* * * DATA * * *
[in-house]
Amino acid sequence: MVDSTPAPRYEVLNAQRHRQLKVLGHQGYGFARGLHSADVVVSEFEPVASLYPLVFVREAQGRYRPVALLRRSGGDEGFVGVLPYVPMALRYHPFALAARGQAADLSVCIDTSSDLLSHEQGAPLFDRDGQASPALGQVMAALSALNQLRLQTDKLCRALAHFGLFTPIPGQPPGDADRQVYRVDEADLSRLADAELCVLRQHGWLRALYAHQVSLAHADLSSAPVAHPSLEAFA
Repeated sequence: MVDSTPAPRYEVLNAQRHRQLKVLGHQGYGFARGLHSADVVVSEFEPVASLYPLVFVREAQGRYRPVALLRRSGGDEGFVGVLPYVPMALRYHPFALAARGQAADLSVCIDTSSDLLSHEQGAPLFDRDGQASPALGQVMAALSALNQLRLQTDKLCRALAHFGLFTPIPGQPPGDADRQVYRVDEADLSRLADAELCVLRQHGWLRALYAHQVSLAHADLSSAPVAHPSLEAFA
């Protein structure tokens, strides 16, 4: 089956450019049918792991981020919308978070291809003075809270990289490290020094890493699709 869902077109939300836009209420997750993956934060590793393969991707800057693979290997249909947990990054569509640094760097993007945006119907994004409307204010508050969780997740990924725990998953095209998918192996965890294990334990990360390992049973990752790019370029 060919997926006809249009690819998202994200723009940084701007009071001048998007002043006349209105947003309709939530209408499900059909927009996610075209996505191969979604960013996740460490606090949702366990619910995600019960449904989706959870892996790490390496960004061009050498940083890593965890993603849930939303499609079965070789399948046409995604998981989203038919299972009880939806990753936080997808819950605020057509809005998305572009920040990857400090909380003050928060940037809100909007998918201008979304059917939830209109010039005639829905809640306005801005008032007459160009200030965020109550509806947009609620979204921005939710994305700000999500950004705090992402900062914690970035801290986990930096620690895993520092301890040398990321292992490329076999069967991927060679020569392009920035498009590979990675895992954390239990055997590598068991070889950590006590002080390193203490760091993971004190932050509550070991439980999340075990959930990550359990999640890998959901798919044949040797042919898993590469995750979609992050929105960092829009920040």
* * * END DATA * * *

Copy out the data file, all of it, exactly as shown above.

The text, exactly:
[in-house]
Amino acid sequence: MVDSTPAPRYEVLNAQRHRQLKVLGHQGYGFARGLHSADVVVSEFEPVASLYPLVFVREAQGRYRPVALLRRSGGDEGFVGVLPYVPMALRYHPFALAARGQAADLSVCIDTSSDLLSHEQGAPLFDRDGQASPALGQVMAALSALNQLRLQTDKLCRALAHFGLFTPIPGQPPGDADRQVYRVDEADLSRLADAELCVLRQHGWLRALYAHQVSLAHADLSSAPVAHPSLEAFA
Repeated sequence: MVDSTPAPRYEVLNAQRHRQLKVLGHQGYGFARGLHSADVVVSEFEPVASLYPLVFVREAQGRYRPVALLRRSGGDEGFVGVLPYVPMALRYHPFALAARGQAADLSVCIDTSSDLLSHEQGAPLFDRDGQASPALGQVMAALSALNQLRLQTDKLCRALAHFGLFTPIPGQPPGDADRQVYRVDEADLSRLADAELCVLRQHGWLRALYAHQVSLAHADLSSAPVAHPSLEAFA
């Protein structure tokens, strides 16, 4: 089956450019049918792991981020919308978070291809003075809270990289490290020094890493699709 869902077109939300836009209420997750993956934060590793393969991707800057693979290997249909947990990054569509640094760097993007945006119907994004409307204010508050969780997740990924725990998953095209998918192996965890294990334990990360390992049973990752790019370029 060919997926006809249009690819998202994200723009940084701007009071001048998007002043006349209105947003309709939530209408499900059909927009996610075209996505191969979604960013996740460490606090949702366990619910995600019960449904989706959870892996790490390496960004061009050498940083890593965890993603849930939303499609079965070789399948046409995604998981989203038919299972009880939806990753936080997808819950605020057509809005998305572009920040990857400090909380003050928060940037809100909007998918201008979304059917939830209109010039005639829905809640306005801005008032007459160009200030965020109550509806947009609620979204921005939710994305700000999500950004705090992402900062914690970035801290986990930096620690895993520092301890040398990321292992490329076999069967991927060679020569392009920035498009590979990675895992954390239990055997590598068991070889950590006590002080390193203490760091993971004190932050509550070991439980999340075990959930990550359990999640890998959901798919044949040797042919898993590469995750979609992050929105960092829009920040």